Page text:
Julian Alston, AIC associate director and Distinguished Professor in the Department of Agricultural and Resource Economics at UC Davis and Director of the Robert Mondavi Institute Center for Wine Economics, gave a lecture on the opening day of the annual conference of the ICABR (International Consortium for Applied Biotechnology Research) entitled “Economics and Politics of Alternative Funding Models: Benefits and Beneficiaries.”

Alston began his presentation by pointing out that few outside the academic world are familiar with Norman Borlaug, the man who revolutionized crop technology. However, according to Alston, Borlaug may well have “saved more lives than any person who ever lived” by enabling farmers to produce at an unprecedented scale and save hundreds of millions—perhaps a billion—of the world’s poorest people from starvation. Not bad for a science geek.

In spite of the comprehensive evidence for high aggregate returns to agricultural research investment, Alston observed that public funding is declining. He suggested that the agricultural R&D industry suffers from a “failure to communicate” to policymakers and to the public about these returns—a problem that connects in part to a lack of overall clarity on defining the constituency that benefits from such research. Who are the principal beneficiaries of agricultural R&D? Scientists? Bureaucrats? The economists who do their bidding? Whatever the answers, Alston suggested that this communication problem may be contributing to the current situation of underfunded agricultural research across the board.

We have compiled a “mountain of evidence,” argued Alston, indicating widespread underinvestment in agricultural R&D—but evaluating the returns to R&D can be a tricky business. Alston pointed out that many past studies on the topic have yielded downright implausible estimates of the returns to agricultural R&D investment, thus undermining the credibility of the whole literature.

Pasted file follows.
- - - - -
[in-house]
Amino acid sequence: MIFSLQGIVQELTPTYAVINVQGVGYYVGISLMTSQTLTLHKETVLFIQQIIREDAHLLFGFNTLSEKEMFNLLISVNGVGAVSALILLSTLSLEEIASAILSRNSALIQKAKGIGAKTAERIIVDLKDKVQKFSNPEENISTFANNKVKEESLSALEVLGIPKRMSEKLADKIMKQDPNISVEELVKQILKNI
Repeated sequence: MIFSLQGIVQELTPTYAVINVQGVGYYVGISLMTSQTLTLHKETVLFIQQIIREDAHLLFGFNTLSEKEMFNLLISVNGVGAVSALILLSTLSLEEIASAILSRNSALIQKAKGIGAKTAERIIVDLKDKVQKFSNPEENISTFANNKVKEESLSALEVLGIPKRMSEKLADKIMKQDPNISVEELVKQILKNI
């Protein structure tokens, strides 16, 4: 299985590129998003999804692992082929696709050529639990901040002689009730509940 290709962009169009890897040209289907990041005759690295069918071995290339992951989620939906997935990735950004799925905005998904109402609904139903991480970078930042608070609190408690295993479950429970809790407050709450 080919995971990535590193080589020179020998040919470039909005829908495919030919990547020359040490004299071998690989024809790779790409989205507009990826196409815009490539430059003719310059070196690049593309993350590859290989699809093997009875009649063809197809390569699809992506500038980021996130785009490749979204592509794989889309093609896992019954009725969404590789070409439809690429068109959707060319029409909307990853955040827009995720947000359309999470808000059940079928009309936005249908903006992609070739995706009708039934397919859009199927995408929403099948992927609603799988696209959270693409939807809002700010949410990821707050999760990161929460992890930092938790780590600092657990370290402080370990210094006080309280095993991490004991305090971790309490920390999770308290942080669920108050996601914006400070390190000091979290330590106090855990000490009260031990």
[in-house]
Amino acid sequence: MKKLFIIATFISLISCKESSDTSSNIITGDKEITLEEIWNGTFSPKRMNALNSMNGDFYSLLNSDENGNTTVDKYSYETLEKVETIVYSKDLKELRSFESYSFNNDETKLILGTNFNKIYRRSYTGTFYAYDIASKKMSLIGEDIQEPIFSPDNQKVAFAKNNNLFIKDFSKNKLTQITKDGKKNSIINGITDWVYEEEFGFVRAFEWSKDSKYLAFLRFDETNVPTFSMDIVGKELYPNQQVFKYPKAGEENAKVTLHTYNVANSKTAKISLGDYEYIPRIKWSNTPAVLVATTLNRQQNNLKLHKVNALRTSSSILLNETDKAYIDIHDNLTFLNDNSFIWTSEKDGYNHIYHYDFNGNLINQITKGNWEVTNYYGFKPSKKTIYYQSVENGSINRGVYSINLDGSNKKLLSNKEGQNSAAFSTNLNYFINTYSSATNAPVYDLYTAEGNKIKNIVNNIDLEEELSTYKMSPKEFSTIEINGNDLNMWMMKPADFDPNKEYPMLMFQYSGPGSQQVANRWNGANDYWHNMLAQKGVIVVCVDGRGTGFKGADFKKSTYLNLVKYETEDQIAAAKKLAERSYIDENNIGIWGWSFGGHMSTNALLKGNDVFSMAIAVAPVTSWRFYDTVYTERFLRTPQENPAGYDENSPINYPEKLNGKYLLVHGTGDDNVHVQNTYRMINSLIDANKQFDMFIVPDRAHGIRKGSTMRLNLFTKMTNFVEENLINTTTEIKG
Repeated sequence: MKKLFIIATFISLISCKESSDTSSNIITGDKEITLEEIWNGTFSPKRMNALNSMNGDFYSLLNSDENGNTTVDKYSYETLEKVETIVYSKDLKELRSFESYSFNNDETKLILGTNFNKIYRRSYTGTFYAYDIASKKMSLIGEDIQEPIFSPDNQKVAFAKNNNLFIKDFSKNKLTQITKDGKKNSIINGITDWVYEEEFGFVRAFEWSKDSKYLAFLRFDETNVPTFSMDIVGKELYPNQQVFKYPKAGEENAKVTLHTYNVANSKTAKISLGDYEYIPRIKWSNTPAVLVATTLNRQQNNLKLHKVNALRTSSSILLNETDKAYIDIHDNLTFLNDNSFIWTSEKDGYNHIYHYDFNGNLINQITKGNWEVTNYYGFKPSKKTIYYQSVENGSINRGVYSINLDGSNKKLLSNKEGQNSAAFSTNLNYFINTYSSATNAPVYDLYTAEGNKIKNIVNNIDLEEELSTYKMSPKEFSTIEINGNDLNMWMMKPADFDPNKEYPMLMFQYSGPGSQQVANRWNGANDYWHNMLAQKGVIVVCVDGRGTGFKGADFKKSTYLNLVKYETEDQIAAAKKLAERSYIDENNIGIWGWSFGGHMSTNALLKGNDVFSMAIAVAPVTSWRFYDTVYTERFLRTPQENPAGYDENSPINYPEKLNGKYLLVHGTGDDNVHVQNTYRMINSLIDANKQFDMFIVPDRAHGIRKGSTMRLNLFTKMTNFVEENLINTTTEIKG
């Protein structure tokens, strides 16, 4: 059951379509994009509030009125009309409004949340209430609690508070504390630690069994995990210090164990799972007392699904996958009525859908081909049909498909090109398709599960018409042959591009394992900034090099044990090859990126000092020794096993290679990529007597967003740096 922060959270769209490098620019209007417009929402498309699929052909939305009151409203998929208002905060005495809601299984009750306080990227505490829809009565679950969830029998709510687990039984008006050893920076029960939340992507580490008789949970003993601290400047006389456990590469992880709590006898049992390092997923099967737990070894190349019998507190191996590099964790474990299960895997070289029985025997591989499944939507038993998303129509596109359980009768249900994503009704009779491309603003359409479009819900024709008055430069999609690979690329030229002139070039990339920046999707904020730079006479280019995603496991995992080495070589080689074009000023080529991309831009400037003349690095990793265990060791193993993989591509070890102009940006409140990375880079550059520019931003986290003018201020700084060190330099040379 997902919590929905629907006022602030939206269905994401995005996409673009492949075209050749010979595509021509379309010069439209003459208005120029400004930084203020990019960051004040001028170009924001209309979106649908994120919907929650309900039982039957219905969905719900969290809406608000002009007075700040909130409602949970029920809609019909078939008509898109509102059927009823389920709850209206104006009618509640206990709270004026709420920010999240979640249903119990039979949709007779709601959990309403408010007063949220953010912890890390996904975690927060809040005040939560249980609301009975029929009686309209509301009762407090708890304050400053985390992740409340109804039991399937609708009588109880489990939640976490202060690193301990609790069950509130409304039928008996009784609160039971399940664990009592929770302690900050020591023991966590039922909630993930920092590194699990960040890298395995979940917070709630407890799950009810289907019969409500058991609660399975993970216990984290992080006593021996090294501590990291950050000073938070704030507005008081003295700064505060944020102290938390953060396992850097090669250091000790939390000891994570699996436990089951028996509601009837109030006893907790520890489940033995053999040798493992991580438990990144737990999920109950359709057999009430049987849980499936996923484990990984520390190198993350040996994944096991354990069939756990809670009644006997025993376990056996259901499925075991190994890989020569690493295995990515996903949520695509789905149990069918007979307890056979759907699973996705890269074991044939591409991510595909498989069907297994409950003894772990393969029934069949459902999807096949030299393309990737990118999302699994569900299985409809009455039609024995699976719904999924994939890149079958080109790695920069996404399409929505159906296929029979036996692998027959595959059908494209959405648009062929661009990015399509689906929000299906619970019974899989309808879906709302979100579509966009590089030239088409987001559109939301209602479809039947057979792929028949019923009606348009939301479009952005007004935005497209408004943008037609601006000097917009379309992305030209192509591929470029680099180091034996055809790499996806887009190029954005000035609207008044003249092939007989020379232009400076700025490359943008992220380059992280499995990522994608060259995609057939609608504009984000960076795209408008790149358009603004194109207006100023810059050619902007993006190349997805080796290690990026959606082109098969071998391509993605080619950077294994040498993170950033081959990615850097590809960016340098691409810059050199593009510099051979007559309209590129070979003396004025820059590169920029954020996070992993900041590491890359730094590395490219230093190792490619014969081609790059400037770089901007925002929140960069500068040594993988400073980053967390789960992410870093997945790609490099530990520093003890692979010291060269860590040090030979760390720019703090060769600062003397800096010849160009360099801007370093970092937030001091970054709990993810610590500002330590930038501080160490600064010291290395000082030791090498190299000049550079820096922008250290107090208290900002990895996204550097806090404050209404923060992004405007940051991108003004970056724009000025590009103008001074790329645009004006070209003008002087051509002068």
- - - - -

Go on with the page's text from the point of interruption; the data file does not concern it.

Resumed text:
In a 2000 meta-study, for instance, Alston and his colleagues found a mean estimated real IRR of 81.3%—a number that would imply, implausibly, that a $2 billion investment over 20 years would yield $2.9 quadrillion in economic gains, thus “exceeding the GDP of the solar system.” Are there more credible metrics for measuring such gains? Alston suggested that perhaps focusing on more relatable, less money-driven success stories—like the millions of lives saved by Bourlaug—might be more useful ways of communicating with the public than facially dubious IRR measurements.

In terms of policy, Alston argued that in some cases levy funding distributes costs fairly and efficiently across producers, consumers, and other market participants in proportion to their benefits form the research. On the other hand, in many cases the conditions for this perfect matching may not hold, thus blurring the picture. Alston raised the problem of “diseconomies of diversity” in using collective action approaches to provide R&D, which compounds the problems caused by unclear payoffs. Producers may differ in their respective propensities for innovation, their respective abilities to benefit from technologies developed through levy-funded research, and the actual and perceived benefits to each of them from adoption.

Producers who do not adopt may even be harmed by levy-funded innovation—not only because they don’t benefit from the technologies for which they have contributed to funding, but also because prices may be driven down by others’ adoption. Finally, some innovations may benefit the future producers who don’t pay for them rather than the current producers who pay for them. How should society deal with these complex incentive problems?

In conclusion, Alston reviewed several possible strategies of improving on the current state of affairs. Optimizing the ways that firms directly or indirectly vote on levy systems, for instance, may not resolve such issues completely, but it may help. Matching grants from government may encourage producers to provide agricultural R&D collectively, based on levies. He noted that producers could be much worse off under strictly private funding arrangements or mixed approaches, such as the Australian public-private wheat-breeding system that uses end-point royalties.